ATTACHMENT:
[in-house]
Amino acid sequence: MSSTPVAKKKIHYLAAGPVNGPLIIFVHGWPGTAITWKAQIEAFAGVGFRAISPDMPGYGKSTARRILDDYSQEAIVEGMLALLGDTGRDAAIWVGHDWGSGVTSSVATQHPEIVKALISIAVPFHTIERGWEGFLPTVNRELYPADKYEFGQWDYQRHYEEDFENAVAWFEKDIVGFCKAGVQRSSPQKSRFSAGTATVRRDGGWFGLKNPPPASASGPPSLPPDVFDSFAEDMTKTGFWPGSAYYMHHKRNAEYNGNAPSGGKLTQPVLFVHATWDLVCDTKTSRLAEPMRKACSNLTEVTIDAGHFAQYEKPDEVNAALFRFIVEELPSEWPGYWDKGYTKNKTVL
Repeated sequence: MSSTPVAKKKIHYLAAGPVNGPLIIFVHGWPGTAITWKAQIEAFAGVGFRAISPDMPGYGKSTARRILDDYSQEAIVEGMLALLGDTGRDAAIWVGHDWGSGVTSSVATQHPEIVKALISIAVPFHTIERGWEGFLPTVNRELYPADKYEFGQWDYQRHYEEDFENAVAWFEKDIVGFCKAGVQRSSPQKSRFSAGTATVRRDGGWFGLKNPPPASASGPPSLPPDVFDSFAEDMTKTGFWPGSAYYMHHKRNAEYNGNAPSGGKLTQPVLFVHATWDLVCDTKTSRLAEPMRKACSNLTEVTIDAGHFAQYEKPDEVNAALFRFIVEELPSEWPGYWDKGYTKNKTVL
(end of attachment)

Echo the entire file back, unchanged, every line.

[in-house]
Amino acid sequence: MSSTPVAKKKIHYLAAGPVNGPLIIFVHGWPGTAITWKAQIEAFAGVGFRAISPDMPGYGKSTARRILDDYSQEAIVEGMLALLGDTGRDAAIWVGHDWGSGVTSSVATQHPEIVKALISIAVPFHTIERGWEGFLPTVNRELYPADKYEFGQWDYQRHYEEDFENAVAWFEKDIVGFCKAGVQRSSPQKSRFSAGTATVRRDGGWFGLKNPPPASASGPPSLPPDVFDSFAEDMTKTGFWPGSAYYMHHKRNAEYNGNAPSGGKLTQPVLFVHATWDLVCDTKTSRLAEPMRKACSNLTEVTIDAGHFAQYEKPDEVNAALFRFIVEELPSEWPGYWDKGYTKNKTVL
Repeated sequence: MSSTPVAKKKIHYLAAGPVNGPLIIFVHGWPGTAITWKAQIEAFAGVGFRAISPDMPGYGKSTARRILDDYSQEAIVEGMLALLGDTGRDAAIWVGHDWGSGVTSSVATQHPEIVKALISIAVPFHTIERGWEGFLPTVNRELYPADKYEFGQWDYQRHYEEDFENAVAWFEKDIVGFCKAGVQRSSPQKSRFSAGTATVRRDGGWFGLKNPPPASASGPPSLPPDVFDSFAEDMTKTGFWPGSAYYMHHKRNAEYNGNAPSGGKLTQPVLFVHATWDLVCDTKTSRLAEPMRKACSNLTEVTIDAGHFAQYEKPDEVNAALFRFIVEELPSEWPGYWDKGYTKNKTVL